Fr 5/7: Amanda Peet and Nick Griffin plus Wale on the LATE SHOW WITH DAVID LETTERMAN, CBS. Amanda Peet, Born on January 11th, 1972, Amanda Peet grew up in New York and made a decidedly unconventional debut into showbiz: At three-years-old, a thoroughly uninvited Peet jumped onto a stage during the middle of a play. Despite the auspicious beginning, Peet treated acting as more of a hobby than anything else, and only began to consider it a potential career after her drama professor at Columbia University encouraged her to audition for renowned acting teacher Uta Hagen. Peet studied with Hagen for four years, during which time she participated in the off-Broadway revival +Awake and Sing. Though she would eventually be voted one of the year’s 50 most beautiful people in a 2000 issue of People magazine — not to mention participate with the likes of Susan Sarandon, Samuel L. Jackson, and Jack Nicholson — Peet worked as a waitress during the first few years of her acting career. The sloe-eyed brunette made her onscreen debut in Craig Singer’s Animal Room (1996). That same year, she could also be seen in an episode of Law & Order, and went on to play a role in Grind (1996), a crime drama starring Billy Crudup. Before long, Peet landed a small role in the Michelle Pfeiffer-George Clooney romantic comedy One Fine Day. Since then, the actress has continued to build both her film and television credits: in 1997, she appeared in the AIDS drama Touch Me, and the following year she had sizable roles in South Boston crime drama Southie with Donnie Wahlberg and Rose McGowan, which won the American Independent award at the 1998 Seattle Film Festival. On television, she could be seen guest starring on a number of shows including Seinfeld and Ellen Foster. In 1999, she got her own television show, Jack & Jill, on the WB network. That same year, she could be seen playing Sean Patrick Flanery’s fiancée in Simply Irresistible and then acting as his bedmate in Body Shots, another in the long line of explorations into pre-millennial twentysomething dating fear. After starring in director Neil Turitz’s debut Two Ninas, Peet landed a leading role in Peter M. Cohen’s independent comedy Whipped. While the film itself performed dismally, Peet met her boyfriend, Brian Van Holt, on the set. Despite it’s independent status, Whipped was given a solid amount of mainstream marketing, and Peet was praised for a game performance in the face of an admittedly weak script. After a small role in 2000′s Isn’t She Great with Bette Midler and Nathan Lane, Peet was finally recognized by critics and audiences alike in The Whole Nine Yards. Though the film itself did not fare particularly well, Peet was praised for holding her own against Hollywood heavy-hitter Bruce Willis, which certainly didn’t hurt her when it came time to audition for Saving Silverman, which placed her opposite Jason Biggs while he was still reeling from the success of American Pie. In 2002, Peet played a considerably less vicious wife in Changing Lanes with Ben Affleck and Samuel L. Jackson, and won no small amount of praise for her performance as the heroin-addled mistress of Kieran Culkin’s godfather in Igby Goes Down. Peet would go on to star opposite film veterans Diane Keaton and Jack Nicholson in Nancy Meyers’ Something’s Gotta Give, in which she stars as Nicholson’s scandalously young girlfriend, as well as James Mangold’s psychological thriller Identity with John Cusack. In 2004, Peet signed on for the sequel to The Whole Nine Yards (aptly titled The Whole Ten Yards), and acted alongside Will Ferrell, Chloë Sevigny, and Josh Brolin in the Woody Allen feature Melinda and Melinda. The next year, Peet starred alongside Ashton Kutcher in the romantic comedy A Lot Like Love, before joining the cast of the politically charged thriller Syriana. Then, in 2006, the actress accepted a recurring role on the one-hour drama Studio 60 On the Sunset Strip. The Aaron Sorkin written series received major critical acclaim but was cancelled after just one season. Undeterred, Peet next teamed up with John Cusack for the quirky, heartfelt drama Martian Child.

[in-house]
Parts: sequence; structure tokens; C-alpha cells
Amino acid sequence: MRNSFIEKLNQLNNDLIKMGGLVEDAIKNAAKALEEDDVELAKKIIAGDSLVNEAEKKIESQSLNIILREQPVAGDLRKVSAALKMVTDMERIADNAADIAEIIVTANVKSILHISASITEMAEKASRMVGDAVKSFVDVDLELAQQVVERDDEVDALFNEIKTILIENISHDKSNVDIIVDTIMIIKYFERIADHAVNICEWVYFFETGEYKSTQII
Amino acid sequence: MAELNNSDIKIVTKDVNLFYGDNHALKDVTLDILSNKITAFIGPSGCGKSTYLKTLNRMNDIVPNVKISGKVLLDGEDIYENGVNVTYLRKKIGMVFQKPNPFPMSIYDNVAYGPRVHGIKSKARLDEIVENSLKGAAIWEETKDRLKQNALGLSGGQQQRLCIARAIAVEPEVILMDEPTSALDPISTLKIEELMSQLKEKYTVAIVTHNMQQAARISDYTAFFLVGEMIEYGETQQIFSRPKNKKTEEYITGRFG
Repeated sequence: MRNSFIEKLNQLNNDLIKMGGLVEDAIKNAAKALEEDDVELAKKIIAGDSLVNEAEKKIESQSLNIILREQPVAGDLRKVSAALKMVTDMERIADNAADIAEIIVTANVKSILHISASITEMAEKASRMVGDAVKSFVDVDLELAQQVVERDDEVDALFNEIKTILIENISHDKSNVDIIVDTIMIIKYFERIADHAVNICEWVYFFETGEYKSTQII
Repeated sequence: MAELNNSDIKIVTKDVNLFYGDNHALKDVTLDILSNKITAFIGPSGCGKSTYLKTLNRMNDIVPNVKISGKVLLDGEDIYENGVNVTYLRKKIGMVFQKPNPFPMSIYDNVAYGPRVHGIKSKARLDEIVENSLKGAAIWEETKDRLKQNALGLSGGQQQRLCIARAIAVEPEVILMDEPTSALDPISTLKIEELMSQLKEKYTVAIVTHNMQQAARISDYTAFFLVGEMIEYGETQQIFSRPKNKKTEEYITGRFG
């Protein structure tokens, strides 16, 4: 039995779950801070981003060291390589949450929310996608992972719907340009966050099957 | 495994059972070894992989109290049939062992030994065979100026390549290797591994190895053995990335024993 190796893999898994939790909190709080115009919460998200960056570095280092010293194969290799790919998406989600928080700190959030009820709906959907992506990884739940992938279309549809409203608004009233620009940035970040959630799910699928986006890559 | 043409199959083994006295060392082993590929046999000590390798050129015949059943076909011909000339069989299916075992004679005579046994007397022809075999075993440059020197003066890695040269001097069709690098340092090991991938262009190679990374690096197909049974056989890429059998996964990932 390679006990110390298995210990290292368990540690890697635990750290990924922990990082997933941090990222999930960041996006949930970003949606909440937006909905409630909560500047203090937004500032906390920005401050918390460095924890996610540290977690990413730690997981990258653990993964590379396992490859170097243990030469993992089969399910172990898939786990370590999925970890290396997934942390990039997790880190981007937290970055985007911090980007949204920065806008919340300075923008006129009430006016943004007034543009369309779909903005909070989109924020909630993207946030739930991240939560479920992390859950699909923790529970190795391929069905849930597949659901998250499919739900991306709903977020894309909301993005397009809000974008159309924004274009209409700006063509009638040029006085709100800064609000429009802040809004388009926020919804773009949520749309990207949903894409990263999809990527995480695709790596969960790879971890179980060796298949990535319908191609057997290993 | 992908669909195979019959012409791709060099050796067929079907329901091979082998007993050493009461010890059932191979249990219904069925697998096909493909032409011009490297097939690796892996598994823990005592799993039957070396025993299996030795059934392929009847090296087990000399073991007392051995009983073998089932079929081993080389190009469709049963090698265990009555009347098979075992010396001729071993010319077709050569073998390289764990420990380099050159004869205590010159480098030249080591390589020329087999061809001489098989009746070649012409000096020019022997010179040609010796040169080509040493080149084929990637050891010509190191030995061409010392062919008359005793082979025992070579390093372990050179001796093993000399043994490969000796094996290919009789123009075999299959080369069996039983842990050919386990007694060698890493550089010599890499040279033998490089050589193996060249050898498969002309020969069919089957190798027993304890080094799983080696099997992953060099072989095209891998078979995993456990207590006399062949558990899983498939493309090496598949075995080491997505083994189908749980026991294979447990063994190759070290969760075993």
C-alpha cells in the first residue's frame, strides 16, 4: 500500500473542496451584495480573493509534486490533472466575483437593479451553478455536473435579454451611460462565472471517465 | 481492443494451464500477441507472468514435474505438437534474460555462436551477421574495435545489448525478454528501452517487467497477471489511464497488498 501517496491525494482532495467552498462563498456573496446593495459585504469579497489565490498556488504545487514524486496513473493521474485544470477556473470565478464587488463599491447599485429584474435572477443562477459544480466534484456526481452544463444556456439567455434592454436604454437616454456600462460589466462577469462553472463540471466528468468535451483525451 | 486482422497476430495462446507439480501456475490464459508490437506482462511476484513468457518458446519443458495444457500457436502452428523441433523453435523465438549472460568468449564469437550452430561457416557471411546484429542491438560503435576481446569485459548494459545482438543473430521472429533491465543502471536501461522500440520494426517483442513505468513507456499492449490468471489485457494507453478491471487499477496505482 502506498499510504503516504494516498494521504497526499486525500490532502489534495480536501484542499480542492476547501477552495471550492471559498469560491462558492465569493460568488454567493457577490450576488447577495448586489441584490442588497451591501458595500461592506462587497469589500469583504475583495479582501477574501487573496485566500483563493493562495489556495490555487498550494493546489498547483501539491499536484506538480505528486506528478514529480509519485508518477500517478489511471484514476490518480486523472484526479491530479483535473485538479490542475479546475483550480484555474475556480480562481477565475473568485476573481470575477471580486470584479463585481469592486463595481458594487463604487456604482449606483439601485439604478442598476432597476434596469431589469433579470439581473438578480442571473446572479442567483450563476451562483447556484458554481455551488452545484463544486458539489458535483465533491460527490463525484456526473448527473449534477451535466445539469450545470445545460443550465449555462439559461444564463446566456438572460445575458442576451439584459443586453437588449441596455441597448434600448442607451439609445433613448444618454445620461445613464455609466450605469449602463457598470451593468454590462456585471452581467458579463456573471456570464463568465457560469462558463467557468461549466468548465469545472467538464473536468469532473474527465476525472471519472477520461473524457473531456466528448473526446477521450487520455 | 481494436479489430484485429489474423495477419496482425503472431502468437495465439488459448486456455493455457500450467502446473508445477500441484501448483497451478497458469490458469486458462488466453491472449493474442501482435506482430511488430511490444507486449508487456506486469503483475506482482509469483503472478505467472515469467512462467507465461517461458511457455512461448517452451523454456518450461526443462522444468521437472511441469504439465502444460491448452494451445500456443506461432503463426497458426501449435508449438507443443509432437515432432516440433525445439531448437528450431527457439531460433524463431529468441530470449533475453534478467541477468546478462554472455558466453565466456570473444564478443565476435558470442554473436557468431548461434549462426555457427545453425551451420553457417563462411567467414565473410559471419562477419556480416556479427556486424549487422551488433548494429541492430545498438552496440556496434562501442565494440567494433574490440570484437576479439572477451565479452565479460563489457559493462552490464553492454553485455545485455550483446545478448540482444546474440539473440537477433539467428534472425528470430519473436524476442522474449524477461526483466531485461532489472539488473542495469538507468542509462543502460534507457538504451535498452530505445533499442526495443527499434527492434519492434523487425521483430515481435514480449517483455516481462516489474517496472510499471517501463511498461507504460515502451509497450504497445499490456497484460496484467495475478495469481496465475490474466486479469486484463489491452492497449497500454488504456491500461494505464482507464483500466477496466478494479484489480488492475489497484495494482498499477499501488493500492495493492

The other guest: Nick Griffin was born in Barnet and grew up in Halesworth in rural Suffolk, England. Initially educated at two Suffolk private schools, St Felix School (in Southwold) and Woodbridge School, Nick studied history and then law at Downing College, Cambridge and boxed while at Cambridge and was awarded a full blue for representing the University against Oxford three years running, losing the first year on points and winning in the next two with first round stoppages. Nick graduated with an honours degree in Law. Nick is married to Jackie, a specialist nurse, living in Wales. They have four children, now more or less grown up. All are bi-lingual in English and Welsh. Mr Griffin was elected to lead the BNP by a large majority vote of the membership in a secret ballot in September 1999, and re-elected with nearly 90% of the vote in 2007.